In view of their limited resources and technical knowledge in certain areas, Spanish courts rely heavily on opinions issued by “independent” experts and bodies such as the Spanish Patents and Trademark Office (“PTO”).
In the absence of patent courts, experts play a significant role in patent infringement and revocation proceedings (both exclusively heard by civil courts) in Spain. In fact, typically in proceedings involving pharmaceutical patents, it is not uncommon for the parties to file more than one expert report each to support their positions. If the proceedings involve infringement and validity claims, the judge may end up having to consider eight different and often contradictory reports. Faced with this situation, some judges feel compelled to appoint their own expert in a search for technical knowledge and independence. The so-called “independent” experts are appointed by courts from lists provided by professional associations. Individuals holding corresponding university degrees can be included in those lists. Depending on the technical field and the relevant professional association, additional conditions may be required (for instance, having a specialization degree or accredited professional experience, or overcoming a selection process).
A current example for this situation is a recent order issued by a commercial court in Madrid. The Supreme Court had confirmed the patentee’s right for a compensation consisting of the royalty the defendants would have had to pay for the legal exploitation of the patent, and the case had moved down to the first instance court for the compensation to be fixed.
Both parties conducted their own assessment of damages for which they used accounting experts. In total, they filed eight different expert reports concluding that the royalty due to the plaintiff was between € 40,000-€ 400,000 –according to the defendant’s experts- and € 83 million -according to the plaintiff’s experts. The judge decided to appoint an “independent” expert who concluded that the defendant had to pay the plaintiff € 20 million.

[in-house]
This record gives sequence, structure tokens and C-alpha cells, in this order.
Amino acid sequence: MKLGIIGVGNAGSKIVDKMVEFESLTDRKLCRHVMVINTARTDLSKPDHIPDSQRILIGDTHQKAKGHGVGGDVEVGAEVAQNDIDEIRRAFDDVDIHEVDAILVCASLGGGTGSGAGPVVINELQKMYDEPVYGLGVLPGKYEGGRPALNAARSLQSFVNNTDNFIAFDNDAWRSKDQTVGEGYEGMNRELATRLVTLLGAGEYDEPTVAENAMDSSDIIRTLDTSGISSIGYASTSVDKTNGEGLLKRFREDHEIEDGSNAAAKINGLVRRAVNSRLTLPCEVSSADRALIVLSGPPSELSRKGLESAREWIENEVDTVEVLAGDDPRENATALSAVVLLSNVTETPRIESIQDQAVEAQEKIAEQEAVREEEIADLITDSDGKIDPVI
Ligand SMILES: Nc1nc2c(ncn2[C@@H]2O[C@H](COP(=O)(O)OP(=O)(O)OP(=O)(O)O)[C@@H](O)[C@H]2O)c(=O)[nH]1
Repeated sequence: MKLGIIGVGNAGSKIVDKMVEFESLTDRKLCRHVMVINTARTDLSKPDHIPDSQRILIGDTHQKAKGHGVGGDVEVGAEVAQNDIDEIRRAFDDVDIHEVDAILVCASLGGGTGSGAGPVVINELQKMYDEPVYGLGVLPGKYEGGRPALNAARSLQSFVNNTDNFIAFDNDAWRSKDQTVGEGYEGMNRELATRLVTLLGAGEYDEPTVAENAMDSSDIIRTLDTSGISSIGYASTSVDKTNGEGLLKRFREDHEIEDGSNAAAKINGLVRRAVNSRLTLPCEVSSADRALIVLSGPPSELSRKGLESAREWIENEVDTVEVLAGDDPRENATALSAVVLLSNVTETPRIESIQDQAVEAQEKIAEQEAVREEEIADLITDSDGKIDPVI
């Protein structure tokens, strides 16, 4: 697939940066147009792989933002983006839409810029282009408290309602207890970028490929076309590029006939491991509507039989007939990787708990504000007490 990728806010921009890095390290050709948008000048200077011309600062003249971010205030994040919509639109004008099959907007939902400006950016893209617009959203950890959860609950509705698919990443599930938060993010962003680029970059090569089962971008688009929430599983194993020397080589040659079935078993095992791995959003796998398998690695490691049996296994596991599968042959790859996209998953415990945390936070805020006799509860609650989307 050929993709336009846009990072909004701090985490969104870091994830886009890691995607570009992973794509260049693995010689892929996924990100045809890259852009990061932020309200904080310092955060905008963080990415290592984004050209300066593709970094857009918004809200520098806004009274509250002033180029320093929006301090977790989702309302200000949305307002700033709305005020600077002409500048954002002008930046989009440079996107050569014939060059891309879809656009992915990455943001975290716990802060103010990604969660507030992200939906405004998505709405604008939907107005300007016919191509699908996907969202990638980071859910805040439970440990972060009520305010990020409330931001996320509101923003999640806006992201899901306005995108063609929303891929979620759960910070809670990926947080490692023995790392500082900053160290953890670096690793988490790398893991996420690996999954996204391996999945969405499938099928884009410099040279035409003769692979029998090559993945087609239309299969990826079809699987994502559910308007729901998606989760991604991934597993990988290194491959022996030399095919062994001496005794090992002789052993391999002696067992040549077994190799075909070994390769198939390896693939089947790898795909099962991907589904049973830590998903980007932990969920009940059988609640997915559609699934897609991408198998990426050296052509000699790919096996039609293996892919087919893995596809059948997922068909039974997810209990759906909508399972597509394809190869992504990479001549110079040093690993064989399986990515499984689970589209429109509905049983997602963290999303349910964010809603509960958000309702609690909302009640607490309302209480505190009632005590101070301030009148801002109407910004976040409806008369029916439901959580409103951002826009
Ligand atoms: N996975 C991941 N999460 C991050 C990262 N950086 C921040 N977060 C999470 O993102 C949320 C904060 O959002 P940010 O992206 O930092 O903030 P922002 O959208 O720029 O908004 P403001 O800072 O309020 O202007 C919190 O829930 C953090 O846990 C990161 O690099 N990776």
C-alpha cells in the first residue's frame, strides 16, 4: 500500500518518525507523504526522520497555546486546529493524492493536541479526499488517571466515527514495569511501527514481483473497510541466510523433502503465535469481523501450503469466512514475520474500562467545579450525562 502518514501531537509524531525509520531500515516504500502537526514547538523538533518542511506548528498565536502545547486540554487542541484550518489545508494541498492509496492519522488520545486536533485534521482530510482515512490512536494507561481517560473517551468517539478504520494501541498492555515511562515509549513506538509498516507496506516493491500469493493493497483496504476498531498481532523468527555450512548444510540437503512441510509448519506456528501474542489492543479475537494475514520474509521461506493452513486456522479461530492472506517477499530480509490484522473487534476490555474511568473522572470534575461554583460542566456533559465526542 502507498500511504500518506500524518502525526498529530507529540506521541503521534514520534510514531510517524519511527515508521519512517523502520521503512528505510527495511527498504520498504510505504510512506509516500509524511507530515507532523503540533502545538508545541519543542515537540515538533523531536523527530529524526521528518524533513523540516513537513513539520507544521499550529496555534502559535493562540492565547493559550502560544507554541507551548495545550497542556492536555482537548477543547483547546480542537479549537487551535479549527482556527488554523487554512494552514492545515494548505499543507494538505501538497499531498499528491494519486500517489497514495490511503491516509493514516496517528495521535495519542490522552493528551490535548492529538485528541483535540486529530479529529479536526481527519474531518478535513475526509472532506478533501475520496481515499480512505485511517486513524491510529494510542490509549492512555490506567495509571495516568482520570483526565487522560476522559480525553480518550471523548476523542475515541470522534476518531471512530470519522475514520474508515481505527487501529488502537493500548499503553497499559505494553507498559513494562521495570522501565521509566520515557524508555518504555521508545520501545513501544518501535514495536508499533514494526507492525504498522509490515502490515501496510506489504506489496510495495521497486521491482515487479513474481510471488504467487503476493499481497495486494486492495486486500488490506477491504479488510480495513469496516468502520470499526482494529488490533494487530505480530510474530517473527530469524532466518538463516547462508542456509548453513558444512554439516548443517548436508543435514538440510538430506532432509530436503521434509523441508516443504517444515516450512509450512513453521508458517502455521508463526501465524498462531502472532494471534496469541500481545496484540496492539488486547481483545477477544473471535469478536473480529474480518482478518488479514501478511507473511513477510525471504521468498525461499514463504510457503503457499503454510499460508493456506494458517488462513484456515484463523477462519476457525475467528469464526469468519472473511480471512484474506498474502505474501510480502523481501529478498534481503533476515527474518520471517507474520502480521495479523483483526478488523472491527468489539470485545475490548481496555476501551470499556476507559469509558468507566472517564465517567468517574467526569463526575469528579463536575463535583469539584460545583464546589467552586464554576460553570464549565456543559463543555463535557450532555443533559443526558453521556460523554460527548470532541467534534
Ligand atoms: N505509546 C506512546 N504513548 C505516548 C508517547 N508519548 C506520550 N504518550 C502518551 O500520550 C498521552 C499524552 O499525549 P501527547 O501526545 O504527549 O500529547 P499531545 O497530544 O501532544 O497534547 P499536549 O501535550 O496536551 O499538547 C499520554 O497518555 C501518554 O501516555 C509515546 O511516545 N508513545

The judge stated in its order that the parties’ reports lacked credibility. He declared that he was “forced” to apply the valuation methods and assessment conducted by the court-appointed expert who “as a result of having been appointed independently and in light of his impartiality, objectivity and grounds of his conclusions deserves a greater credibility”.
Under Spanish law the judge is free to assess the evidence put forward by the parties. This means that expert evidence is not given any specific weight, nor are court-appointed experts necessarily given more credit than parties’ experts. In practice, however, as happened in the Madrid case reported, courts rely substantially on the conclusions reached by court-appointed experts due to their presumed impartiality and objectivity.
In the search for “objectivity”, at the request of Spanish judges, the legislator is planning to introduce a provision in the new Patents Act –currently in the form of a Draft, approved by the Council of Ministers in April 2014- allowing the court in patent revocation proceedings to request the Spanish PTO to produce a report on the issues on which the parties’ expert reports are in contradiction in proceedings where the validity of a patent is at stake. The parties may also request the court to do so.
Whilst someone not involved in the case may provide a fresh look, there is also the risk – when the matter involves complex technical issues as is usually the case in pharmaceutical or technology patent disputes – that he does not possess the degree of knowledge in the relevant field that the parties’ experts, usually chosen amongst highly qualified, well-known and reputed professionals in their sector, would typically have. In any event, the desire for “independence” appears to be here to stay.